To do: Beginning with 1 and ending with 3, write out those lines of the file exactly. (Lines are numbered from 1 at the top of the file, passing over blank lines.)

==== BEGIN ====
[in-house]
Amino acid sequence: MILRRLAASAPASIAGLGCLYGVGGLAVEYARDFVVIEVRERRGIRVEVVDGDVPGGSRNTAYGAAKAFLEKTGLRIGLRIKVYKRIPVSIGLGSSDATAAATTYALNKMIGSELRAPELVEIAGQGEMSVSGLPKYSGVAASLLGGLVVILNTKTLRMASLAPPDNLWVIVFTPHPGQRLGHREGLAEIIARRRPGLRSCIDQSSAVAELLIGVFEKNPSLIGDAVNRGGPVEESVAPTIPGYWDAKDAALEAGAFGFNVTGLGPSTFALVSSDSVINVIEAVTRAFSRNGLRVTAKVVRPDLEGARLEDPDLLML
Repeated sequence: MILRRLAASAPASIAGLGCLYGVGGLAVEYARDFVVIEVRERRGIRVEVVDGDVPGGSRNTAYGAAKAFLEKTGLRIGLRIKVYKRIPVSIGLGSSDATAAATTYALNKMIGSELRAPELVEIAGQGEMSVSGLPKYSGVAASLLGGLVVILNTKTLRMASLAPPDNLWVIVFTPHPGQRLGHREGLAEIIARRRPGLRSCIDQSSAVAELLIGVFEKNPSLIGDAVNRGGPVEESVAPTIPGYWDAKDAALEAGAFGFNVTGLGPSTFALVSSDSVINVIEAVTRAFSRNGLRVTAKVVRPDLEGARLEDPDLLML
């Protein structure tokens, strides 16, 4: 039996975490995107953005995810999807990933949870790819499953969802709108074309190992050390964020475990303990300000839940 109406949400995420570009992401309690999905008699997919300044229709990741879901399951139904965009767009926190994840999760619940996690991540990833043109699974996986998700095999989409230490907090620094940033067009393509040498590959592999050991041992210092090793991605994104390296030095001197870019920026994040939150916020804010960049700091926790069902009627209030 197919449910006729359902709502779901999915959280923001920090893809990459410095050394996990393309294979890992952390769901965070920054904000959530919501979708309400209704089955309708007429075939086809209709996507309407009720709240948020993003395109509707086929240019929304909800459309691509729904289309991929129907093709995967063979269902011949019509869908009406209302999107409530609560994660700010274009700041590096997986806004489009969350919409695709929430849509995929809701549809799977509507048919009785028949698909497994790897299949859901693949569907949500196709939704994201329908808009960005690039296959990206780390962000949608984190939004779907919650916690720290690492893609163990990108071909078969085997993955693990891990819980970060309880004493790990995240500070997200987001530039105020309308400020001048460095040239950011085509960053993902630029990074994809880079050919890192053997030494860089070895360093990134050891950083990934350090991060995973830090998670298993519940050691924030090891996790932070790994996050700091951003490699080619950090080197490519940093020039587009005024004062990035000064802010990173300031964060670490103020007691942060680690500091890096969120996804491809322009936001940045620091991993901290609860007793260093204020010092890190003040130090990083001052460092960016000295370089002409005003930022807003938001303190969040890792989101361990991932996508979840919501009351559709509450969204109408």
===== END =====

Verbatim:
[in-house]
Amino acid sequence: MILRRLAASAPASIAGLGCLYGVGGLAVEYARDFVVIEVRERRGIRVEVVDGDVPGGSRNTAYGAAKAFLEKTGLRIGLRIKVYKRIPVSIGLGSSDATAAATTYALNKMIGSELRAPELVEIAGQGEMSVSGLPKYSGVAASLLGGLVVILNTKTLRMASLAPPDNLWVIVFTPHPGQRLGHREGLAEIIARRRPGLRSCIDQSSAVAELLIGVFEKNPSLIGDAVNRGGPVEESVAPTIPGYWDAKDAALEAGAFGFNVTGLGPSTFALVSSDSVINVIEAVTRAFSRNGLRVTAKVVRPDLEGARLEDPDLLML
Repeated sequence: MILRRLAASAPASIAGLGCLYGVGGLAVEYARDFVVIEVRERRGIRVEVVDGDVPGGSRNTAYGAAKAFLEKTGLRIGLRIKVYKRIPVSIGLGSSDATAAATTYALNKMIGSELRAPELVEIAGQGEMSVSGLPKYSGVAASLLGGLVVILNTKTLRMASLAPPDNLWVIVFTPHPGQRLGHREGLAEIIARRRPGLRSCIDQSSAVAELLIGVFEKNPSLIGDAVNRGGPVEESVAPTIPGYWDAKDAALEAGAFGFNVTGLGPSTFALVSSDSVINVIEAVTRAFSRNGLRVTAKVVRPDLEGARLEDPDLLML